Perhaps the most interesting discussion I had was with a friend who actually makes games. For him, whether or not something was cheating was heavily dependent on the intention of the game designers, and the intended role that something was supposed to play as a mechanic. He didn’t consider it to be cheating in Animal Crossing to time travel, as long as you didn’t go back in time, because, well, it doesn’t make sense to go backwards in time narratively, but forwards is fine.

I think the big takeaway for me is that what people consider cheating is a lot more varied then I had expected, even in digital games where you would expect the automatic enforcement of the rules to be automated. But I’m also surprised by how different the reasoning behind those standards were.

Woof! Long post. Less theory, more games for the next one, and stay safe out there folks.

The Tides Have It

I’ve decided to try to see if I can keep this blog updated twice weekly. Woo. That seems like it will be kinda tough, so I’m just gonna quickly talk about a few things about Animal Crossing New Horizons that have been bothering me. These are more or less extremely small nitpicks, and I’d suspect that overall, they’re not really worth thinking about for more then a few minutes, but they’re still interesting to me, so yeah, whatever.

Nitpick #1

You can release fish into areas of water that they didn’t come from.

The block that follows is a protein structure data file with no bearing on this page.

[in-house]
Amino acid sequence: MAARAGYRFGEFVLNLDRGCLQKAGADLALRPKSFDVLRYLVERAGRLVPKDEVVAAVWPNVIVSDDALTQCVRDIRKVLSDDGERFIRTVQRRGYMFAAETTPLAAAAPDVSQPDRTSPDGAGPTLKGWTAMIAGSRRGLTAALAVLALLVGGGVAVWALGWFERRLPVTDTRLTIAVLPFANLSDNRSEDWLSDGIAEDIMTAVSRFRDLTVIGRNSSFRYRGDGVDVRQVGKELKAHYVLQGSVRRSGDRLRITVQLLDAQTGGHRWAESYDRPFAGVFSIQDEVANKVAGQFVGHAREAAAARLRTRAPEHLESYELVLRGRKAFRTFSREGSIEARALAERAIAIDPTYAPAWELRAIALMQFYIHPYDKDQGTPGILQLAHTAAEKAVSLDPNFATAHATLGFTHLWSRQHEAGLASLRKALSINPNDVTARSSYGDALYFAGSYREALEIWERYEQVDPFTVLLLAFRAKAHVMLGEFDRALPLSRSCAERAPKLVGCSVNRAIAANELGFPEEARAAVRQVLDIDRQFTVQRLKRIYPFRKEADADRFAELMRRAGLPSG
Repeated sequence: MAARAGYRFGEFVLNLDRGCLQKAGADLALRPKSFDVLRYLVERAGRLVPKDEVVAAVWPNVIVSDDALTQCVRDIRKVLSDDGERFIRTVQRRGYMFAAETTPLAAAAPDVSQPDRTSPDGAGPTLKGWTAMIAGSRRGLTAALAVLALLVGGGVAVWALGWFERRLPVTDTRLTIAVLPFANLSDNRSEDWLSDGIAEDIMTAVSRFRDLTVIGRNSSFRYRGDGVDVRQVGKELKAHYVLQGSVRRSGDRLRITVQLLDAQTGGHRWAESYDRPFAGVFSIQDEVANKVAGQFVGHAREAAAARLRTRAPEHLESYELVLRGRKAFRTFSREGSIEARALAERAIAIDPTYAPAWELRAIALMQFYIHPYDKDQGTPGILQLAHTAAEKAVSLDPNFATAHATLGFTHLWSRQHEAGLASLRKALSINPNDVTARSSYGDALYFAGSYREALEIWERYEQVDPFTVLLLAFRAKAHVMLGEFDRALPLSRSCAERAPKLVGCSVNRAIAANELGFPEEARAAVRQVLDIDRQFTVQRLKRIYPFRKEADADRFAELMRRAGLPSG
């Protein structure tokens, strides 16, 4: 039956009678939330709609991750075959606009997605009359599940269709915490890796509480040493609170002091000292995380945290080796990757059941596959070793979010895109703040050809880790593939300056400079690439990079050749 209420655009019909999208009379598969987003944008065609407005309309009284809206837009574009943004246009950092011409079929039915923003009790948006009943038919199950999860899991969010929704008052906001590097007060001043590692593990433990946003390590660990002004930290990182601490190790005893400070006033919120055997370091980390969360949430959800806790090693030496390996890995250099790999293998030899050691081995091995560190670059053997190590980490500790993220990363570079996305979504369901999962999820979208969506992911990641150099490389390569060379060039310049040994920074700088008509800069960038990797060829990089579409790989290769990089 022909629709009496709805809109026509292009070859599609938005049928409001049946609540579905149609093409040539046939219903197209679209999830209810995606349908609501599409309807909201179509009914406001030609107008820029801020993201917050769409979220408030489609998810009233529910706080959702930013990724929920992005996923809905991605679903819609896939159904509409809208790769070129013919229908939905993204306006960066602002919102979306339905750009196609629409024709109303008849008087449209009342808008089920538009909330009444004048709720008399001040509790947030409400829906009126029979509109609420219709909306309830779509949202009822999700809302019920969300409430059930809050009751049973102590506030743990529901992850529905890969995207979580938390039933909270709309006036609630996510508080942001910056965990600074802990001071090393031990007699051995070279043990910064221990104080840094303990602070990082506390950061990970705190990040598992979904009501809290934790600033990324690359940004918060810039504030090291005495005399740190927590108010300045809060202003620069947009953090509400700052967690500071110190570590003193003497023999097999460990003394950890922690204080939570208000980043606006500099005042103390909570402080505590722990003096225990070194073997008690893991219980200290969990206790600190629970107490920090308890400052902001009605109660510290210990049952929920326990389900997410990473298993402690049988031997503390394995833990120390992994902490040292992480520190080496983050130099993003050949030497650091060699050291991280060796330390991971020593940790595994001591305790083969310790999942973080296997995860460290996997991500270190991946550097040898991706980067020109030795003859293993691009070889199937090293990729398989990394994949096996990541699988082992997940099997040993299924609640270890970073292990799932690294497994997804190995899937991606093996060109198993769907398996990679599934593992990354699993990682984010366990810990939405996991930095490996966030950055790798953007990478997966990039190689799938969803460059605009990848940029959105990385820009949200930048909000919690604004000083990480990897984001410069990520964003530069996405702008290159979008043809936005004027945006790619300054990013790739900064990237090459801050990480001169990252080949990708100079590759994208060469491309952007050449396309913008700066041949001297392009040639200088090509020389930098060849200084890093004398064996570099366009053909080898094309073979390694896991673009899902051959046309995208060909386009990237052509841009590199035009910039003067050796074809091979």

Okay, so in terms of “Annoyed Complaints” I’d file this one up with there with “Zootopia is unrealistic because animals can’t talk” in terms of how much it actually matters, but the reason this bother me is really straight forward. The game doesn’t let us just kill fish by tossing them onto land to die, or whatnot, we can only release them with the implication that well, they’ll live. Despite this though, nothing stops you from chucking a sea horse into a lake pond, or a trout straight into the ocean. I’m not a fish person, it might even be that those kinds of fish can survive in those areas, but I feel like they prob wouldn’t do so hot. I dunno, really it just bothers me because the game on one hand says “No, you can’t just murder these animals” but on the other hand is like “Yeah, sure, cram that Sea Bass in that tiny lake pond. It’ll be fine!”

Nitpick #2

Going out and chopping down everything on a random mystery island isn’t just possible, the games mechanics almost encourage it.

I find this one “funnier” in the sense that I’m almost never bothered by content in video games.